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Black Women’s Roundtable convenes in D.C. to launch policy initiatives

By Nisa Islam Muhammad -Staff Writer- | Last updated: Apr 9, 2019 - 12:17:09 PM

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Dr. Julianne Malveaux presents during The National Coalition on Black Civic Participation’s Black Women’s Roundtable in Washington, D.C. Photo: Nisa Islam Muhammad
WASHINGTON—The National Coalition on Black Civic Participation’s Black Women’s Roundtable (BWR) Intergenerational Public Policy Network recently convened its 8th Annual Women of Power National Summit (BWR Summit ’19) in the nation’s capital.

The gathering brought together Black women leaders and allies from across the country for five power packed days to share the organization’s public policy agenda priorities with the 116th Congress, develop organizing and empowerment strategies to lift up and improve the lives of Black women, their families and communities and more.

“Each year the BWR Women of Power Summit serves as the premier forum focused on showcasing and lifting up the unique power, leadership, expertise, talents and influence of Black women from diverse backgrounds and ages” explained Melanie L. Campbell, president & CEO, NCBCP and convener of the Black Women’s Roundtable.

Melanie L. Campbell
“The summit arms our BWR members and other attendees with tools and resources to advocate for the issues that matter most to them in the halls of Congress and in their state and local government and stresses the importance of self-care as leaders.”

This year’s theme, “It’s Time to Lead, Rise, and Shine,” embodied the BWR Summit’s mission to empower Black women and girls to build, organize, and strategize to leverage their collective and individual economic and political power.

The summit was held March 14- 19 and featured workshops on race and gender equity, economic security and prosperity, income inequality, health, and economic issues.

Felicia Davis, co-founder of the HBCU Green Fund and director of the Building Green Initiative at Clark Atlanta University led the workshop on “Higher Education: Saving our HBCUs.” She shared tips for parents with college-bound children.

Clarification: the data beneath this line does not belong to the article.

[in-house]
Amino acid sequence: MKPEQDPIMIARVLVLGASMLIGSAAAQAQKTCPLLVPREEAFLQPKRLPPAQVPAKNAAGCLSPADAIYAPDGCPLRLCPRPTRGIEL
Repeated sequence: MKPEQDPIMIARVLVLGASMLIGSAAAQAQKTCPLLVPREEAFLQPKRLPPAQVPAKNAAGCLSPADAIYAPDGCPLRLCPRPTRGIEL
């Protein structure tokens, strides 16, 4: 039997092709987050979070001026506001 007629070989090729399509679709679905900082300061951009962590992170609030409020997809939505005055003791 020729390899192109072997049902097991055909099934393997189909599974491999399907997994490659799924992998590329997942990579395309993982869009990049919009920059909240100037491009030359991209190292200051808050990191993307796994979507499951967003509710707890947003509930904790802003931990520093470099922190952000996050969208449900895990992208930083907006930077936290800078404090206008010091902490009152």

“When your child is looking for an HBCU, insure a good institutional fit. Consider where they’ve grown up and what they’ve done. Does it have the field they are looking for? A quiet child might not be good in a loud city school,” she explained.

“Consider the finances. Don’t do anything you can’t afford. Get the money or pick a different option; debt versus return. Today loans assess the parents’ credit score. As a parent don’t send your child some place you’ve never been,” she added.

Erica Southerland Ph.D., a senior communications consultant, spoke on the importance of understanding that HBCUs are not a monolithic. “There are just a little over 100 HBCUs. They are all different. Most were founded when Black people didn’t have a choice to go anywhere else. Students need choices.”

The conference also included a closing session: A National Town Hall Meeting and Call to Action—Leveraging the Power of the Sister Vote & Leadership in 2020 Presidential Election, 2020 Decennial Census and 2021 Redistricting.

Economist Dr. Julianne Malveaux spoke on the fragile state of family economics that was revealed by the 35-day government shutdown. It revealed that most American’s are not prepared financially. “Forty percent of all Americans, this is not Black Americans, this all Americans, could not absorb a $400 emergency. What is a $400 emergency? Your engine blows on your car. Someone throws a rock at your windshield. Your child is rushed to the emergency room and they ask you before they look at your child, for your copay,” explained Dr. Malveaux.

Other critical subjects during the summit focused on Black women and Black girls in concurrent sessions and included: “Sisters Vote Roundtable: A Look Back at 2018: Black Women Lead Power Shift,” “Black Girl Power Roundtable: Emerging Leaders Share Their Stories About Owning Their #BlackGirlPower in 2018!” sessions on health and wellness, entrepreneurship, civil rights and social justice and much more.

On March 22, just days after the conference, BWR released their 6th Annual Report titled: “Black Women in the United States, 2019—Centering Black Women & Girls Leadership & Public Policy Agenda in a Polarized Political Era.”

“This was a group effort of Black women brilliance,” explained Dr. Avis Jones-DeWeever, editor-in-chief for the 2019 BWR Report. “This year represents the 50th year since the first Black woman was elected to Congress, Shirley Chisholm. Here we are 50 years later and we have 25 Black women serving in Congress. A wonderful achievement. Five of those women are new with the last mid-term election. All are Democrat and all but one is 45 and younger,” said Dr. Jones-DeWeever

“Unlike most of the first members of the Congressional Black Caucus none of this new class of Black women represents a majority Black district. They are in fact representing districts that don’t look like themselves in many ways. This is a profound point that shows that Black women can be elected anywhere. In fact, there is no place that is off limits to our leadership.”

Highlights of the report include: Why Black Women Vote and What They Want, Discipline Disparities Plague Black Girls’ K-12 Education and much more.

To address the many challenges Black women and girls continue to face, The National Coalition on Black Civic Participation’s Black Women’s Roundtable will implement its 2019 BWR Racial, Economic and Gender Justice Empowerment Project (BWR Justice Project ‘19) and expand its BWR state-based networks in California, Louisiana, Mississippi and other states.